A little book I read in high school, It’s Our Luck, made a deep impression on me and it stuck. One of the popular quotes from this dramatic book, by Ene Henshaw, is: “A mighty wind will blow, a heavy rain will fall. There will be destruction. After the destruction, everything will not be the same”. Forgive me if I missed part of this speech by Bambulu, the main character of this book.
Bambulu spoke of an impending revolution that would shake the foundations of a society steeped in traditions and customs that were about to change.
As a nation, Nigeria is on the cusp of an event that will bring about changes in her life politically, socially and economically. The country holds general elections in a year, and as a ritual, it has been accepted that the year before the election is critical. Like the society Bambulu spoke of, Nigerian electoral processes have been steeped in practices that threaten the very foundations of society. So, as usual, there are apprehensions everywhere: from worries about increasing thugs, armed robberies and ritual killings, to increased naira spending, mostly on unproductive activities. Between now and the end of the polls next year, millions of people will be making money they haven’t, in the true sense of the word, worked for. That is, if you accept that a person’s claim to financial assets is the result of the value they have created in the form of goods and services that help meet the genuine needs of others.
This last point is already catching the attention of analysts, who warn that, as usual, pre-election spending in Nigeria will certainly put pressure on the price level and will certainly lead to an inflationary spiral in the economy.
Why is it so? This happens because a large part of the funds that will be spent will go to acts that do not produce services or goods in the real economic sense. The millions of naira and even dollars that will be spent or pulverized in the rallies will simply cause the money supply to increase in the system. It will not add any corresponding increase in goods and services. Perhaps, apart from the printing of election posters and a few other activities, the funds are generally used to fuel the political apparatus to pave the way for candidates, sometimes pitting one camp or party against the other. Such acts, as innocuous as they seem, are in fact a headache for the governor of the central bank. So Godwin Emefiele (is he himself in the race?) knows that the CBN’s calculations or assumptions about the money supply or silver in circulation will be rendered obsolete by the avalanche of silver that will be released by political gladiators.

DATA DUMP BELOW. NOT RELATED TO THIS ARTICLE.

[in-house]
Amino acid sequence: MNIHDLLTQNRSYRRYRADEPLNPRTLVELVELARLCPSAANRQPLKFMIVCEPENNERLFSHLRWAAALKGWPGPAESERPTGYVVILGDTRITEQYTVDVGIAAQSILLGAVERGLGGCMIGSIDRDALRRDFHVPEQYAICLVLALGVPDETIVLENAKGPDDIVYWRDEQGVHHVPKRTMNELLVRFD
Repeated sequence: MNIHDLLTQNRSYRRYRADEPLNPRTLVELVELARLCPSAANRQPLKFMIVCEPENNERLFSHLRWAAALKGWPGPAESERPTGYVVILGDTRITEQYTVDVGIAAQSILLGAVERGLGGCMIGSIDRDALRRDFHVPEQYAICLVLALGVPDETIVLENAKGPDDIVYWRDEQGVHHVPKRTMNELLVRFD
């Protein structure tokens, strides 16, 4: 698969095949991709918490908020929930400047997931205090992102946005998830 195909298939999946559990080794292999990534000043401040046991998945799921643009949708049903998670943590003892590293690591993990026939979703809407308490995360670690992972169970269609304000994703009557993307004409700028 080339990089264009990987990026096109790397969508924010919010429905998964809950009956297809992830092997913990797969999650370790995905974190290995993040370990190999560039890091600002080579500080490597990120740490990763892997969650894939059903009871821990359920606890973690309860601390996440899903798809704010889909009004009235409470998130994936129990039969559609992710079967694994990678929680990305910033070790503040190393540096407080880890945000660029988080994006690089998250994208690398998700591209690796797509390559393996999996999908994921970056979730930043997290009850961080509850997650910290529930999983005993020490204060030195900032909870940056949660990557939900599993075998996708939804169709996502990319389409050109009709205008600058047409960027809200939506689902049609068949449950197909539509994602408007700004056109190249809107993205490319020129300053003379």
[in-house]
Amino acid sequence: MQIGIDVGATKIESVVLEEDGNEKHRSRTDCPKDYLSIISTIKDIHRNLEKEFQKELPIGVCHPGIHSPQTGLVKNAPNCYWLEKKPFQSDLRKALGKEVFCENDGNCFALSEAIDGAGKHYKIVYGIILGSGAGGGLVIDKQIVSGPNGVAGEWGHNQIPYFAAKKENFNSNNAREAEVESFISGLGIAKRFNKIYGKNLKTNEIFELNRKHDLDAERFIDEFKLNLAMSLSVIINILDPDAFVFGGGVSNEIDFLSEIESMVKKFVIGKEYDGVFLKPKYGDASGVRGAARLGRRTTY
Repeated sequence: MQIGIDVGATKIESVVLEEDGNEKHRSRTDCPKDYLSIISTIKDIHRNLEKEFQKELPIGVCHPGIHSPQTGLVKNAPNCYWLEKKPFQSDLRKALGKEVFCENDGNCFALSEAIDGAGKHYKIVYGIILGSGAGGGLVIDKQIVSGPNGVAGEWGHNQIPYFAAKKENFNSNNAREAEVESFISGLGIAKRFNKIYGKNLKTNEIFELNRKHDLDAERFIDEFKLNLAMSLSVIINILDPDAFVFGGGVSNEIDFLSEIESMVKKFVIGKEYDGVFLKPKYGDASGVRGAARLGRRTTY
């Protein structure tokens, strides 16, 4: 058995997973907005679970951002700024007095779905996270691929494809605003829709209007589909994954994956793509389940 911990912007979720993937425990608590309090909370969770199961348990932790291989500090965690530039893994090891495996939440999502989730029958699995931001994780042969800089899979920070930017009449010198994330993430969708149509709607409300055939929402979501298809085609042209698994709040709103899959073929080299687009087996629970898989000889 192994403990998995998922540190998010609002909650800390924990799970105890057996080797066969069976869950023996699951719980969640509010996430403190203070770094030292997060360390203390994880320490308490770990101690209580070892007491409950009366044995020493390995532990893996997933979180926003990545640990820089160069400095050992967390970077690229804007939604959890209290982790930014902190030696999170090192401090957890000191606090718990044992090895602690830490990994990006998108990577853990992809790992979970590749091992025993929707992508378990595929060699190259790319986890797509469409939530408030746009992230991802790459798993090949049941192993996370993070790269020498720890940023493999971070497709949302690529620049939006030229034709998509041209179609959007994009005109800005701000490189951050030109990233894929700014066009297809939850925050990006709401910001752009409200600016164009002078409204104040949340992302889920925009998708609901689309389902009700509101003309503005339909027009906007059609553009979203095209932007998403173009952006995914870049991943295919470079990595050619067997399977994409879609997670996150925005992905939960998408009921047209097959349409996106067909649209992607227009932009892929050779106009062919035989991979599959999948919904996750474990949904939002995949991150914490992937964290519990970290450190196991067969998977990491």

So, as in the case of the book quoted above, the leaders of our economy are always worried about any national election approaching because they know it is a time of spending without production; receive money with which to claim goods and services without reciprocal productive activity. It is the bane of sound economic management in the country.
When people wait for the money rain to fall so they can collect as much as they can without restraint, the incentive to work is dampened. Recipients worry less about their expenses because even when prices go up, they know their offer will be up to the challenge.
GTCO Holding Company Plc (formerly Guaranty Trust Bank Plc), captured this phenomenon in its macroeconomic review published on Monday. “Overall, the huge spending and distributions of money that characterize campaigns and election campaigns in the country pose downside risks to headline inflation. Therefore, we expect inflation to average 16.3% in 2022.”
Part of the spending will go into investing in the foot soldiers of the political bigwigs, who will be ready to do the bidding of the master. It will not be money to train and equip young people with the skills to lead productive lives; it will not be money spent on making them more creative in an area of the emerging knowledge economy. Rather, the money could be spent as a pre-given reward for helping to rig the election or undertaking one heinous crime or the other throughout the election process.
The resulting inflation will have its consequences on the general economy. Costs will increase further, including the cost of funds. Yields on fixed income securities will rise to retain their appeal in the face of higher inflation rates. These will put additional pressure on everyone: businesses wishing to borrow funds for business expansion or normal operations, and end consumers of goods and services. And all this will happen just because some people, in their ambitions to seize power, will spend money on negative activities and in doing so will give some disbelievers some money which will enable them to claim property and services.
In some cases, it is really appropriate to say that what these funds pay for are negative goods and services. Society could still have free and fair elections without much of the money that will be distributed by the end of the election.
This scenario is not new, nor is it unique to those fighting for one position or the other now. It has been so with us. It is an unnecessary cost imposed on the rest of us by a flawed electoral system that makes such expenses possible in the first place.
The challenge, therefore, is how to make elections and election campaigns less costly, less harmful and less disruptive to the economy. Election spending limits have been reported, but everyone knows that political parties respect them only by default. In fact, it is evident that the two main political parties – APC and PDP – are struggling to see who will spend more than the other.
Pray, who will help Nigeria? Will the parties talk to their candidates? Who will talk to the moneybags? Who will speak on behalf of the already prostrate economy, emasculated by a myriad of challenges? Rampant election spending will only compound our woes. Will the INEC invoke relevant laws on expenses of politicians and their parties?